Top 50 Songs of 2022

Kicking off our 2022 Annual Report by revisiting the year's standout tracks

top songs 2022 consequence list best songs
Illustration by Allison Aubrey

    The 2022 edition of our Annual Report begins today with our Top 50 Songs list. As the year winds down, stay tuned for more awards, lists, and articles about the best music, film, and TV of 2022. You can find it all in one place here.

    Things are still far from perfect, but relatively speaking, 2022 was an okay year. With a push towards returning to semblance of normalcy, the last 12 months felt a bit like the “hard launch” of live music’s return; luckily for us, there was plenty of fantastic new music worth — to paraphrase Paramore — leaving our houses for.

    Really. We had a lot to pore over. Early-year Artist of the Month alumni Momma and Wet Leg gave us riffs that we’re still humming along to in December. Indie rock veterans like Alex G, Big Thief, and Alvvays each managed to put out some of the best songs in their already-fantastic discographies. Bad Bunny, Taylor Swift, Harry Styles, and Beyoncé kept pop fans fed, while cuts from rising acts like Ice Spice, Soul Glo, and Bartees Strange set new standards for what their respective genres can be.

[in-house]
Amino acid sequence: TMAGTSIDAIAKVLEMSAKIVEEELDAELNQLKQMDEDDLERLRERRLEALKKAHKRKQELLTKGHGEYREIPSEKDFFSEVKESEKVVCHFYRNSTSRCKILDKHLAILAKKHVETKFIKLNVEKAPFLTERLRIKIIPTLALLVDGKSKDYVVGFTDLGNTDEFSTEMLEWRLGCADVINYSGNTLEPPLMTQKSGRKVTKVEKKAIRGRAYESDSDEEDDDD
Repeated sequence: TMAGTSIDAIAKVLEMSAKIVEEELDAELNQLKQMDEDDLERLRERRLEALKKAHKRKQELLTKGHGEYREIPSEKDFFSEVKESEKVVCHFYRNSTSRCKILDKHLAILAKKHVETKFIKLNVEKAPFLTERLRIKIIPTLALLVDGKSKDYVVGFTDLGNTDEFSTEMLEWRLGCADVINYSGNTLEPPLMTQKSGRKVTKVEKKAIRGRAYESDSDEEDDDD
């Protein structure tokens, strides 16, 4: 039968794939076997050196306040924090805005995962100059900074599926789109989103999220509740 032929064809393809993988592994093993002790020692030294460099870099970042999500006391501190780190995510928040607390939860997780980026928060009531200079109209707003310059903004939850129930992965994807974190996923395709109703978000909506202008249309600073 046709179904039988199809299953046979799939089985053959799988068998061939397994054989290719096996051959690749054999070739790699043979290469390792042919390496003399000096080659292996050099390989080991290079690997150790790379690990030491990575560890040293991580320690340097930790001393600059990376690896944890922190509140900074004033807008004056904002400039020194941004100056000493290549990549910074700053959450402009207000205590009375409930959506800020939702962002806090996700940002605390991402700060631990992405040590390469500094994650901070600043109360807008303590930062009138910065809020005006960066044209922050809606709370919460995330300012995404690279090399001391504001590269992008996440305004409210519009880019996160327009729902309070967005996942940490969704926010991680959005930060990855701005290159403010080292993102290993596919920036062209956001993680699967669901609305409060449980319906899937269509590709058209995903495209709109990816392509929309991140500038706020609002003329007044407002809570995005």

That’s not to say everything’s been perfect. The past year has given us a laundry list of aspects we need to re-evaluate within the music business in order to maintain it both as a lucrative stream of income and as an accessible form of entertainment for consumers. We sure don’t have all the answers, but we know they’re questions worth asking.